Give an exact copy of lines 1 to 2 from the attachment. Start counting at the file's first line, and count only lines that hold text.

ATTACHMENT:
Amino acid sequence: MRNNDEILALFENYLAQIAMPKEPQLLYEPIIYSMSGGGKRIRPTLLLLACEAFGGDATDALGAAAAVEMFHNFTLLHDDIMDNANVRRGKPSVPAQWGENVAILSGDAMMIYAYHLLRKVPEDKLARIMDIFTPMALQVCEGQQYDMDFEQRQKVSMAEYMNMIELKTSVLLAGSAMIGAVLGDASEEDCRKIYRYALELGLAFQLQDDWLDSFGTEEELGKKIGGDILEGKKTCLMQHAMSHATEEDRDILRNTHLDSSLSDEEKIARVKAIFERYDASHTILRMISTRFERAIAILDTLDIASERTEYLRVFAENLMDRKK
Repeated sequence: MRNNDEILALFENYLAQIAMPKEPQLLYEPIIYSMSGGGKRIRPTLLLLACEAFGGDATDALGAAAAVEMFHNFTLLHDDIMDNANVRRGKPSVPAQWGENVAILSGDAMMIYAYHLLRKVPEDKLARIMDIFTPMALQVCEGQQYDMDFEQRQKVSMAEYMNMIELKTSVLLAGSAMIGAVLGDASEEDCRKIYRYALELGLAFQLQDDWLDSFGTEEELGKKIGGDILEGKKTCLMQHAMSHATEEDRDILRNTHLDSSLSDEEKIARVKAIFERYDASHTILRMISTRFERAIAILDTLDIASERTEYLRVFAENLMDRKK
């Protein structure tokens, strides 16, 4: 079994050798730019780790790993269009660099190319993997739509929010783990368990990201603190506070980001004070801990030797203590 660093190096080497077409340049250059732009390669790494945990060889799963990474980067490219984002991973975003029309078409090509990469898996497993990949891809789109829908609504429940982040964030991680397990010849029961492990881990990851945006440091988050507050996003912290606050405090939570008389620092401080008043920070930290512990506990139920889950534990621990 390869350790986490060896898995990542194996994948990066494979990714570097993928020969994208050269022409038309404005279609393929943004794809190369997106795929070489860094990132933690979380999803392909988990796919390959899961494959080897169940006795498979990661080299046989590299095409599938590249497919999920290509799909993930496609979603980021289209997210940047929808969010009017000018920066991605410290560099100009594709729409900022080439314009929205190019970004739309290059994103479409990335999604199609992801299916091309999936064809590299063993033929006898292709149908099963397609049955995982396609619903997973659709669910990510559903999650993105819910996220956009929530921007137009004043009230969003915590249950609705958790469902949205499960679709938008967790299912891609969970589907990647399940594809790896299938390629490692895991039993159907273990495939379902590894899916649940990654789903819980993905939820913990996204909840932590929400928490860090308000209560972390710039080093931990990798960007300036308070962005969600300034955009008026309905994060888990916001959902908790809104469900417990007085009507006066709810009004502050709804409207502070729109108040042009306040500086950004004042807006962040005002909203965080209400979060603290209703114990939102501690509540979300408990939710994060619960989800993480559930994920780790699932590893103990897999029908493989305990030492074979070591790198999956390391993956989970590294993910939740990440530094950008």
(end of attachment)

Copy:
Amino acid sequence: MRNNDEILALFENYLAQIAMPKEPQLLYEPIIYSMSGGGKRIRPTLLLLACEAFGGDATDALGAAAAVEMFHNFTLLHDDIMDNANVRRGKPSVPAQWGENVAILSGDAMMIYAYHLLRKVPEDKLARIMDIFTPMALQVCEGQQYDMDFEQRQKVSMAEYMNMIELKTSVLLAGSAMIGAVLGDASEEDCRKIYRYALELGLAFQLQDDWLDSFGTEEELGKKIGGDILEGKKTCLMQHAMSHATEEDRDILRNTHLDSSLSDEEKIARVKAIFERYDASHTILRMISTRFERAIAILDTLDIASERTEYLRVFAENLMDRKK
Repeated sequence: MRNNDEILALFENYLAQIAMPKEPQLLYEPIIYSMSGGGKRIRPTLLLLACEAFGGDATDALGAAAAVEMFHNFTLLHDDIMDNANVRRGKPSVPAQWGENVAILSGDAMMIYAYHLLRKVPEDKLARIMDIFTPMALQVCEGQQYDMDFEQRQKVSMAEYMNMIELKTSVLLAGSAMIGAVLGDASEEDCRKIYRYALELGLAFQLQDDWLDSFGTEEELGKKIGGDILEGKKTCLMQHAMSHATEEDRDILRNTHLDSSLSDEEKIARVKAIFERYDASHTILRMISTRFERAIAILDTLDIASERTEYLRVFAENLMDRKK